This story takes place in 1947, Dalton Trumbo was a Hollywood screenwriter and he was at the top of his career. The House Un-American Activities panel questioned Tumbo and nine other artists about their membership in the Communist Party. They were labeled the Hollywood Ten and a result of their testimony several were sent to Federal Prison for contempt of Congress. Trumbo was sent to Ashland, Kentucky for ten months and he paid a $1000 fine. Congress was not the creator of the blacklist, that was done by Hollywood studio chiefs.
Other artists in Hollywood named others in the party and didn’t go to prison but some didn’t work for a year or more. Trumbo went on to win two Academy Awards for best screenplay under assumed names because he was on the blacklist. The problem with this movie is that nothing is addressed about why these people were members of the Communist Party and as a result what did they do for the Party? 3 1/2* (I liked this movie)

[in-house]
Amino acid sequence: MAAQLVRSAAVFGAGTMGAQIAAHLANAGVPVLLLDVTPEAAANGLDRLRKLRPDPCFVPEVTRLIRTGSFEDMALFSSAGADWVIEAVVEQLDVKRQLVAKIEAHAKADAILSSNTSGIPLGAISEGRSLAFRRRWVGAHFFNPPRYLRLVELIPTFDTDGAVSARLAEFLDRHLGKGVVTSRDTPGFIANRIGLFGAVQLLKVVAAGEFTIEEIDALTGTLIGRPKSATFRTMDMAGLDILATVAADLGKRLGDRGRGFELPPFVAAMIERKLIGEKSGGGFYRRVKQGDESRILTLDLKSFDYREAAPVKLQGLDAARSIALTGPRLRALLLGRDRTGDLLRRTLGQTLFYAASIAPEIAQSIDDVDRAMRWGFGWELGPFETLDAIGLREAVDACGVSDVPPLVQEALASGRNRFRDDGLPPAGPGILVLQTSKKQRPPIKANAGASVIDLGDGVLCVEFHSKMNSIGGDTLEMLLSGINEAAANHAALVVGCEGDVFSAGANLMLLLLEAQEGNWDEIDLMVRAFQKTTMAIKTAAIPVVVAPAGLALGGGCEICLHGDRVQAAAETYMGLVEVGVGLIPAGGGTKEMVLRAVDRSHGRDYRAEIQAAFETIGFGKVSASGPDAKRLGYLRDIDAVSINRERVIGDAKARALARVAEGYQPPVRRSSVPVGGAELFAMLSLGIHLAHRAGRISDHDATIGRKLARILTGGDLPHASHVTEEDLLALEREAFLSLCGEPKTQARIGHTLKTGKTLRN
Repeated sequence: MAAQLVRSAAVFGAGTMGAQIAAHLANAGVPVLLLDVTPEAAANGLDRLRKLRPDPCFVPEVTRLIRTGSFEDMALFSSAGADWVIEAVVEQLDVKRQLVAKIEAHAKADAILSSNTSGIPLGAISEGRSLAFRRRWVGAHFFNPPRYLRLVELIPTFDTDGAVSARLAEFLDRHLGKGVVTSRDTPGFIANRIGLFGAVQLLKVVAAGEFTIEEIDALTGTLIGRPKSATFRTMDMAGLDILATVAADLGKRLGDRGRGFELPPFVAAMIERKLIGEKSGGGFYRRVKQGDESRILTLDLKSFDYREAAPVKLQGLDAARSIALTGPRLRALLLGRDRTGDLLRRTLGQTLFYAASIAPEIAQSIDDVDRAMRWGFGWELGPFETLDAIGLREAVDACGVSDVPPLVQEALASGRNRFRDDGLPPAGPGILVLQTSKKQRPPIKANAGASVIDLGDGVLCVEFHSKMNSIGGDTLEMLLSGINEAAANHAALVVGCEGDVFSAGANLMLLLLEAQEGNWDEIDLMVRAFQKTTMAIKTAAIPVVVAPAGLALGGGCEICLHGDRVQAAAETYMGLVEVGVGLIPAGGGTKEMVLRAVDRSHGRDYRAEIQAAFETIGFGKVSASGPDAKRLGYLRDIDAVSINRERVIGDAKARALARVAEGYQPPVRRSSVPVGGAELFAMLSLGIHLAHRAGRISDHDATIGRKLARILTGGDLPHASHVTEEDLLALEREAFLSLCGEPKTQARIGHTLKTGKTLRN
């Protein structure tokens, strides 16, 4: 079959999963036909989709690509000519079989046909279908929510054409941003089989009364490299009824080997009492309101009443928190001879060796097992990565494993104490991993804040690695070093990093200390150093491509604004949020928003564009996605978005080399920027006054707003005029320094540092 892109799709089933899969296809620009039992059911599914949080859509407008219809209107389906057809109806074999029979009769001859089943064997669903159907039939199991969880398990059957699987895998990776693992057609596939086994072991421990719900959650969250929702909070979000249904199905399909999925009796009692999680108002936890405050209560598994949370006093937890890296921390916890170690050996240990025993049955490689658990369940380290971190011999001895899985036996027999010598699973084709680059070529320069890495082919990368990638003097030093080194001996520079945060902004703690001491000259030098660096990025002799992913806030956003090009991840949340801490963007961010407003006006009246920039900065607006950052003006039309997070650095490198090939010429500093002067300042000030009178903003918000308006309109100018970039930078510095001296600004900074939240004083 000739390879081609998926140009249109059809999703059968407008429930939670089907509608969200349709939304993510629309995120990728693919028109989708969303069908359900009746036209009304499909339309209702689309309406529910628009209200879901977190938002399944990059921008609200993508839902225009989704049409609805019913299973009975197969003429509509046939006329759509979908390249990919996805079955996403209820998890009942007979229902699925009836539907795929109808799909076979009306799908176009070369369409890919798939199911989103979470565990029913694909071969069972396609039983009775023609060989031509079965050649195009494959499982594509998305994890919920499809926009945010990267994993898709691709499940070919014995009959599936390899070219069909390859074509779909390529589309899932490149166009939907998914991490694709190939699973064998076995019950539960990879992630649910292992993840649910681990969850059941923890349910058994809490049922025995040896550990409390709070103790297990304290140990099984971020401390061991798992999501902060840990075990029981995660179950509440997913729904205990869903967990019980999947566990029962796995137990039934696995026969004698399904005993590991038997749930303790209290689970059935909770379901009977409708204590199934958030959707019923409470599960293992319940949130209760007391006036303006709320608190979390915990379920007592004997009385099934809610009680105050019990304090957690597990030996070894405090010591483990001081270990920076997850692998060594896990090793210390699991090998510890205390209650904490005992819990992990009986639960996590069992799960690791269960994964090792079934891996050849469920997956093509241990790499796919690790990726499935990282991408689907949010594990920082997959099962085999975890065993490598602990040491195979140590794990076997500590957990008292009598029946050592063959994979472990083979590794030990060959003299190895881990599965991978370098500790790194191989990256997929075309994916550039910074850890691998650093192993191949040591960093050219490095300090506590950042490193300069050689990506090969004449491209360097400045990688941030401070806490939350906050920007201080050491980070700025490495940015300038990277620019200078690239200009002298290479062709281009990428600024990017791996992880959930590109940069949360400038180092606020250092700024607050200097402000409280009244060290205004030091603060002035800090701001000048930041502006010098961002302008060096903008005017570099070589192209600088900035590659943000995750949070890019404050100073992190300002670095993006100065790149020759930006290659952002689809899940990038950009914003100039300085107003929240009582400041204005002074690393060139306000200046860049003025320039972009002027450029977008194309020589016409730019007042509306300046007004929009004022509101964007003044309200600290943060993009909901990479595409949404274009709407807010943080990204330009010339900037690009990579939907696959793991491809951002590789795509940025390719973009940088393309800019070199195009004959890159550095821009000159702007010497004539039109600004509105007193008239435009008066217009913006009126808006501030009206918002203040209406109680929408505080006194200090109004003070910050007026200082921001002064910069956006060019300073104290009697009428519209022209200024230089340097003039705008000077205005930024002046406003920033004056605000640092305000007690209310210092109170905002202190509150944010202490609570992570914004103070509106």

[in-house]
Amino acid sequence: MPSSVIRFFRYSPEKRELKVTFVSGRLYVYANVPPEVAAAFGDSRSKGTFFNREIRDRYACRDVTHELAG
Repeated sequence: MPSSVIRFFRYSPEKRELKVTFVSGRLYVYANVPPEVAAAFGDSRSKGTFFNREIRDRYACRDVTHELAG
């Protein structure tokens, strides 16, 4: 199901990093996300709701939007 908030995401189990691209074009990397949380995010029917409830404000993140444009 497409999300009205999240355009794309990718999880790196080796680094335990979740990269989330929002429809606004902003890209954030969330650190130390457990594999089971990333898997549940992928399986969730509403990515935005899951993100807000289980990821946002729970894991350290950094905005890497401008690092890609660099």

124 min, Bio directed by Jay Roach with Bryan Cranston, Diane Lane, Helen Mirren, Michael Stuhlbarg, David Maldonado, John Getz, David James Elliott, Madison Wolfe, Elle Fanning, Louis C.K.
Note: Imdb 7.5 out of 10, 75% critic 80% audience on Rotten Tomatoes, Roger Ebert 2 1/2*, Amazon 4.5* out of 5* with 3198.
Special Note: There is a mistake in the Roman numeral for 2015 in the opening credits. MCMXI is shown and that is 1911. The correct number is MMXV for 2015. Edward G. Robinson is shown giving already known names but it real life he did not. John Wayne claimed to be an American hero but he did not serve in the military during WWII and Korea. Many on the blacklist had served. Columnist Hedda Hopper turns out to have been a blackmailer. Eventually 300 artists were boycotted by Hollywood. Only about 10% were able to rebuild their careers.